Winterizing Your New Cedar Hedge
If you have recently planted Emerald Cedars or Western Red Cedars, you may be wondering what if anything is necessary to do to prepare them for winter. There are not a lot of requirements for getting your new trees ready for winter, but we will go over with you, here, the basic needs.
Water, and enough of it is the primary concern. You may be thinking that it rains all winter on the Lower Mainland, but you should not rely on rainfall. Not enough water will kill a newly planted tree faster than anything else. Your cedars are not dormant in the winter, and they will continue growing.
The best rule of thumb is to estimate the needs of the trees based on trunk diameter. Measure or estimate the trunk diameter at the base of the tree, and figure that the tree needs the number of the trunk diameter in inches plus one (+1) in gallons of water twice a week for the first few months until the ground is frozen.
So, if your tree has a one-inch trunk diameter, then it needs two gallons of water twice a week. There are some complicated calculations we can do to convert PSI or pounds per square inch of water flow into gallons per minute or GPM, but there is also the no-fuss quick estimate. Give your trees the amount of water from your hose, wide-open, for one minute per one inch of trunk diameter twice a week. This is a good ballpark estimate for new trees.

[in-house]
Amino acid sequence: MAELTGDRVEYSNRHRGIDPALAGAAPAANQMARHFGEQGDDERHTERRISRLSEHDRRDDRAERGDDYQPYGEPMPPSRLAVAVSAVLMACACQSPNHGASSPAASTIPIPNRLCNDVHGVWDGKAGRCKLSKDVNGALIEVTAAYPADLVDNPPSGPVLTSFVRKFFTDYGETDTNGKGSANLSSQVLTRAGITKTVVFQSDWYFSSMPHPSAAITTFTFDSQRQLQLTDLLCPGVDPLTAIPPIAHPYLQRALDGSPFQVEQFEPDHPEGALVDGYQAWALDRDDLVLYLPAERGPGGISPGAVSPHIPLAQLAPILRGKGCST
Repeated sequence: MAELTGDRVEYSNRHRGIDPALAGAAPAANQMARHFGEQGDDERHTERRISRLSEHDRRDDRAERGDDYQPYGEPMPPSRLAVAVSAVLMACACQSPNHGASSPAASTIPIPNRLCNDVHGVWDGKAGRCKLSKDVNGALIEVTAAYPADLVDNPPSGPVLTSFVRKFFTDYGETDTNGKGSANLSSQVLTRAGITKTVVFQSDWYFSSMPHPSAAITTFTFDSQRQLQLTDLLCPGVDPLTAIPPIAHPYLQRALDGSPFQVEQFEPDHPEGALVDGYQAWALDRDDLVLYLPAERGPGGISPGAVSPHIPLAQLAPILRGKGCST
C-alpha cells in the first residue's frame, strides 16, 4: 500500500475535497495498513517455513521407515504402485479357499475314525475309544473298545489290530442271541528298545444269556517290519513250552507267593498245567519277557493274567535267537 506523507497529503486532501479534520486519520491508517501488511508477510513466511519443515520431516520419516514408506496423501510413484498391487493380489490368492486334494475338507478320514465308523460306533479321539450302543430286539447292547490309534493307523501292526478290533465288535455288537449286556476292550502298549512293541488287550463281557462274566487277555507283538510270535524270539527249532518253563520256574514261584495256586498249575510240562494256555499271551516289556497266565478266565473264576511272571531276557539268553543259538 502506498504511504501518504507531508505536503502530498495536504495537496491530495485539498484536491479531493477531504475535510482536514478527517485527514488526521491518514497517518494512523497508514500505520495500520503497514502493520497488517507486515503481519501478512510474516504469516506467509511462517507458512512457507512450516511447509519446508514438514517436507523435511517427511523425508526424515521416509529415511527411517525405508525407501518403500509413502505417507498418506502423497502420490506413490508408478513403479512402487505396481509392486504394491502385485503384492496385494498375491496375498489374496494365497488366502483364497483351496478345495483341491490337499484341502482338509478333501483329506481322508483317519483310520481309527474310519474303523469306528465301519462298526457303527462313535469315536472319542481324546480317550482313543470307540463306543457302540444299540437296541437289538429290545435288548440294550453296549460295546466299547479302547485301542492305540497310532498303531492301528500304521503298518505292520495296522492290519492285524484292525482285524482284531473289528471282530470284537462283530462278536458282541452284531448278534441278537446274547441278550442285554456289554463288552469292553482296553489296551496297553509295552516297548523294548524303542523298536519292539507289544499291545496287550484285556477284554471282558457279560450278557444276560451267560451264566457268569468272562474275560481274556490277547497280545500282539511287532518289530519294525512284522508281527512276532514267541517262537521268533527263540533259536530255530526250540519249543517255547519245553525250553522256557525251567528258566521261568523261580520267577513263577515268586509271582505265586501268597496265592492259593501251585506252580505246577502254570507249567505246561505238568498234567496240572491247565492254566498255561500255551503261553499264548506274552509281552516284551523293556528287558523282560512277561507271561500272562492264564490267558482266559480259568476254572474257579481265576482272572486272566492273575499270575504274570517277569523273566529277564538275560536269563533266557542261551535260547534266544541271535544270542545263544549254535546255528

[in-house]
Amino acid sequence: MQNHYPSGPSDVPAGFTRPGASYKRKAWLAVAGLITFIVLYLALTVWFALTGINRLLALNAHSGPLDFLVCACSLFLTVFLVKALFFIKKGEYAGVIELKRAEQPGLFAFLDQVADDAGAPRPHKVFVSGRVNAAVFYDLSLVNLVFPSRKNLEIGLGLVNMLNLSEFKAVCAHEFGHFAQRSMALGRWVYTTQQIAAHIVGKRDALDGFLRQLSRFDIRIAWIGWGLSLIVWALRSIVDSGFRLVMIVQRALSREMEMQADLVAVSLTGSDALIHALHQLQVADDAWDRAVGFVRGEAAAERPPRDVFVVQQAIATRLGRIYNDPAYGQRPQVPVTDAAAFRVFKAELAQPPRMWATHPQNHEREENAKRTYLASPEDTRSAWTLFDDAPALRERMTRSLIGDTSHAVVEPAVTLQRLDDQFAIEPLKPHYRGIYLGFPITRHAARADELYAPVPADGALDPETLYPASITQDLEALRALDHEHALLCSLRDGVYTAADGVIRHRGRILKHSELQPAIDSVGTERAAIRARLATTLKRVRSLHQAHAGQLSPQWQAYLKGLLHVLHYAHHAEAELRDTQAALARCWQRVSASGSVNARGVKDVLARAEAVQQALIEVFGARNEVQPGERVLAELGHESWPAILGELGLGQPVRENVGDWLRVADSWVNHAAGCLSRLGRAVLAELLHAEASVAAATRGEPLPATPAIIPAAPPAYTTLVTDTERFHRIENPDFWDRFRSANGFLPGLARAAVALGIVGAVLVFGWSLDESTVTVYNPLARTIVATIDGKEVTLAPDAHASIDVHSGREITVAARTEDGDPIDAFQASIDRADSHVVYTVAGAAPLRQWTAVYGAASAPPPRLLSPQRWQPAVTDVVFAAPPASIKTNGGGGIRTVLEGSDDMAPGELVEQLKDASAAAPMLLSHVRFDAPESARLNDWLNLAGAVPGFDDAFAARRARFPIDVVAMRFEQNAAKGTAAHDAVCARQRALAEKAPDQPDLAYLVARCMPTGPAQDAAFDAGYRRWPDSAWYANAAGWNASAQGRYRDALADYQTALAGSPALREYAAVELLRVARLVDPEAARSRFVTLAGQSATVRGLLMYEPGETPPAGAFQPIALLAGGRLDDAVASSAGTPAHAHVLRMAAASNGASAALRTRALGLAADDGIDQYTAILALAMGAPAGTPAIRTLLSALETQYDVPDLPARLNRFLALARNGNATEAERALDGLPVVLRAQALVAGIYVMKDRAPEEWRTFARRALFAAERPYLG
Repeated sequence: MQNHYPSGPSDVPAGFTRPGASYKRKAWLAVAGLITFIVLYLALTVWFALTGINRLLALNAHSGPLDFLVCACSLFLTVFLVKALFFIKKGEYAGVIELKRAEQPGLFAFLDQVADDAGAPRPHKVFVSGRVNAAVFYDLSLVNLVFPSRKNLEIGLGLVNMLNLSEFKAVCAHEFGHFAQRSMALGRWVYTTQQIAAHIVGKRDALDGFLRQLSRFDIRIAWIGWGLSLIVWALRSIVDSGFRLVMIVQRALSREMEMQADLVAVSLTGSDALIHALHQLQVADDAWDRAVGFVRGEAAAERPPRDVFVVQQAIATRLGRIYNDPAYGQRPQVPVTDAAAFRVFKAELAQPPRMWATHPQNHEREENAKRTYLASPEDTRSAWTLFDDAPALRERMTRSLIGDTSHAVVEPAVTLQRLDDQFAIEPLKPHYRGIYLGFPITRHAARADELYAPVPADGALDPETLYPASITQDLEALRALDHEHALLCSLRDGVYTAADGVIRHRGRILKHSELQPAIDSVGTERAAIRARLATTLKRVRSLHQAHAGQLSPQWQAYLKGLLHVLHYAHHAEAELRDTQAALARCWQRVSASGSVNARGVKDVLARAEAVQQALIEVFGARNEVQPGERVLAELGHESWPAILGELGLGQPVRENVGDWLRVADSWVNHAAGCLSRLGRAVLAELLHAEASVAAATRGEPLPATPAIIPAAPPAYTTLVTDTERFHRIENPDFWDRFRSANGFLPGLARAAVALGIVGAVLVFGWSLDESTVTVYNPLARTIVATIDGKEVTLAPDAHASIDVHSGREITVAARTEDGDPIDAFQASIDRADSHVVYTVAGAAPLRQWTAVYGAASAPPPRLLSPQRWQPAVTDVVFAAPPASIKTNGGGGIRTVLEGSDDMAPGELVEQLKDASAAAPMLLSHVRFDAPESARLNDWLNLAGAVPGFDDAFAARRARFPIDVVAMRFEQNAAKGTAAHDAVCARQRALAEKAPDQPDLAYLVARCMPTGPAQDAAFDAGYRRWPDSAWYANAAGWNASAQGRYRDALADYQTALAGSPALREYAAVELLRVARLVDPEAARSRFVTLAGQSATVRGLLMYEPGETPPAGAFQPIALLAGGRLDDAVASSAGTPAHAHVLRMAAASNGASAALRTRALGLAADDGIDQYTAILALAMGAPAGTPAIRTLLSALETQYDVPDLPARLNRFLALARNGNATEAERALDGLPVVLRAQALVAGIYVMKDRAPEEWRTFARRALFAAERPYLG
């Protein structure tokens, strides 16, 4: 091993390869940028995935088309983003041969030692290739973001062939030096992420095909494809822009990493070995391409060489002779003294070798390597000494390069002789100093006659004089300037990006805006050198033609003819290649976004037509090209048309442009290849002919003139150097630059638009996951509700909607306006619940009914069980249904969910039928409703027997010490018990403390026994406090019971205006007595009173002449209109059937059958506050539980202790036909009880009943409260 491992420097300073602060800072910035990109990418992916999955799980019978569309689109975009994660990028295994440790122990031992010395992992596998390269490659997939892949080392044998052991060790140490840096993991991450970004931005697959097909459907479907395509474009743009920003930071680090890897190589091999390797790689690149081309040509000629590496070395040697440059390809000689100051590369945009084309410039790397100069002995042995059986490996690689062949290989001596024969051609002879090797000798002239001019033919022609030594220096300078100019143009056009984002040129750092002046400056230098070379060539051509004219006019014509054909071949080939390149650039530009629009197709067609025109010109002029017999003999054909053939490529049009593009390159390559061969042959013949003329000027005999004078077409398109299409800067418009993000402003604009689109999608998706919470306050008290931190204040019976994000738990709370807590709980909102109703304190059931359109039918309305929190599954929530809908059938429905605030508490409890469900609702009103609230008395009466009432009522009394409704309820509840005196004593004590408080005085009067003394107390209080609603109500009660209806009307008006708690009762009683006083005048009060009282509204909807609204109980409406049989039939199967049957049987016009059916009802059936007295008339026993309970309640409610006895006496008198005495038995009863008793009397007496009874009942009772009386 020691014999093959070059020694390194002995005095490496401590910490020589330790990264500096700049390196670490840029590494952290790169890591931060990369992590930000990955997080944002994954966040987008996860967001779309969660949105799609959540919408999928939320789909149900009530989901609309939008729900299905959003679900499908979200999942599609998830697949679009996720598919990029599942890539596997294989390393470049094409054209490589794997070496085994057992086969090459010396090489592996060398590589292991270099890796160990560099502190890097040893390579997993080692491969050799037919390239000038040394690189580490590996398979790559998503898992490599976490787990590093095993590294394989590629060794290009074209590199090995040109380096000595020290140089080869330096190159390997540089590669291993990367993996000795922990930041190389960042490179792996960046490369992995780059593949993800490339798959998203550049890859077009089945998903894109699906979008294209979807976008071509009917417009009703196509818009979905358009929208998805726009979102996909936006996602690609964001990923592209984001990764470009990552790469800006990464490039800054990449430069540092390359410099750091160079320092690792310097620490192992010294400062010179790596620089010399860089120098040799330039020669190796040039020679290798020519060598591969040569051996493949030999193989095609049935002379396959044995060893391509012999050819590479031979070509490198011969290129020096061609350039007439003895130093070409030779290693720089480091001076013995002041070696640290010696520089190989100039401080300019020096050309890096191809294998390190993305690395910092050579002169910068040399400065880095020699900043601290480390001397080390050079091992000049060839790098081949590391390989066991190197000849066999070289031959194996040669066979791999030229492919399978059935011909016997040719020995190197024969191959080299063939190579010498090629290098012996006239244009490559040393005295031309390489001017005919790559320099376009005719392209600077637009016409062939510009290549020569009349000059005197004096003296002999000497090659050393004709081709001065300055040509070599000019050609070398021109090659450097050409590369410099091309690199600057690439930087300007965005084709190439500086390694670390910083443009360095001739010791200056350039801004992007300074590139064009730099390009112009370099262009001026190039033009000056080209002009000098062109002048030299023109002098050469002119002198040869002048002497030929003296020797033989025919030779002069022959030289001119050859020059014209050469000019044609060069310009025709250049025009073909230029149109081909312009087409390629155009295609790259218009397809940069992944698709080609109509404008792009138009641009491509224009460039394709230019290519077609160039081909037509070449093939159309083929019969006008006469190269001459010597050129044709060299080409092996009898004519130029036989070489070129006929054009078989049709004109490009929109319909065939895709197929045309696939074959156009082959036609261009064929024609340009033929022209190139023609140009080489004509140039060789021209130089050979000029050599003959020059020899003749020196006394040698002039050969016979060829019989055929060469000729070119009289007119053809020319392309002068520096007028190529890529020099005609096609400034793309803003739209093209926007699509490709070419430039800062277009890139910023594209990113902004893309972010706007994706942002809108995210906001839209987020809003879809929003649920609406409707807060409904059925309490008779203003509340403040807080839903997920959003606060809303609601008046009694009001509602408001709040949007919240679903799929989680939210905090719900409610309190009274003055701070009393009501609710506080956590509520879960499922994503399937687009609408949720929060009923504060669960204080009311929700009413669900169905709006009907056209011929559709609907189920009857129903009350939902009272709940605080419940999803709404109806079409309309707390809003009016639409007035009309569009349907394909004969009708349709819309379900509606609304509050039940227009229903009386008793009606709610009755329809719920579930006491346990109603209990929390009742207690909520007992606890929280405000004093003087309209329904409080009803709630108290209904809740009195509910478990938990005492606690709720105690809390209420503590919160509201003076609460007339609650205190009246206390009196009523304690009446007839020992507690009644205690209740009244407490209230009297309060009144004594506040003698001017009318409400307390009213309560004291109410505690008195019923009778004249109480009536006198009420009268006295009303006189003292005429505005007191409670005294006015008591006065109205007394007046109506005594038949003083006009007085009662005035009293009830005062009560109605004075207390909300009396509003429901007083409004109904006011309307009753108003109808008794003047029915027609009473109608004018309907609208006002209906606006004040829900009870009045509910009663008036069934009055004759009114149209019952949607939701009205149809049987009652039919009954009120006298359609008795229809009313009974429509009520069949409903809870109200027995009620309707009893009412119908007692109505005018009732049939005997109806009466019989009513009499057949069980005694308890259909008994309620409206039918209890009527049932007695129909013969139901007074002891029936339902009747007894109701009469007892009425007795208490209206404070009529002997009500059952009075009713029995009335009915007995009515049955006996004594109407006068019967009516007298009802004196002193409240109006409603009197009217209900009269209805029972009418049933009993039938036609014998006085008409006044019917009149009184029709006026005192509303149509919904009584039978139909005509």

It is a good idea to mulch your trees. Use 3-4 inches of mulch. This protects the roots from big temperature swings and preserves water evaporation in the summer. Remember that mulch breaks down over time, so you need to add more each year. Don’t let the mulch touch the trunk of the tree. Leave a gap, so the trunk can breathe.
The most important takeaway here is to continue to water your trees if you have just planted them until the temperature outside is below freezing.
Pacific West Cedars, based in Langley, British Columbia, farms, supplies, and installs cedar hedging on the Lower Mainland. They offer two kinds of cedars plus boxwoods: Western Red Cedar (Thuja plicata), and Emerald Cedars (Thuja occidentalis “Smaragd”). They work with landscapers, contractors, and also directly with the public.
If you have any questions about this article or would like to talk to us about cedars, we encourage you to call us at (778) 241-5664.
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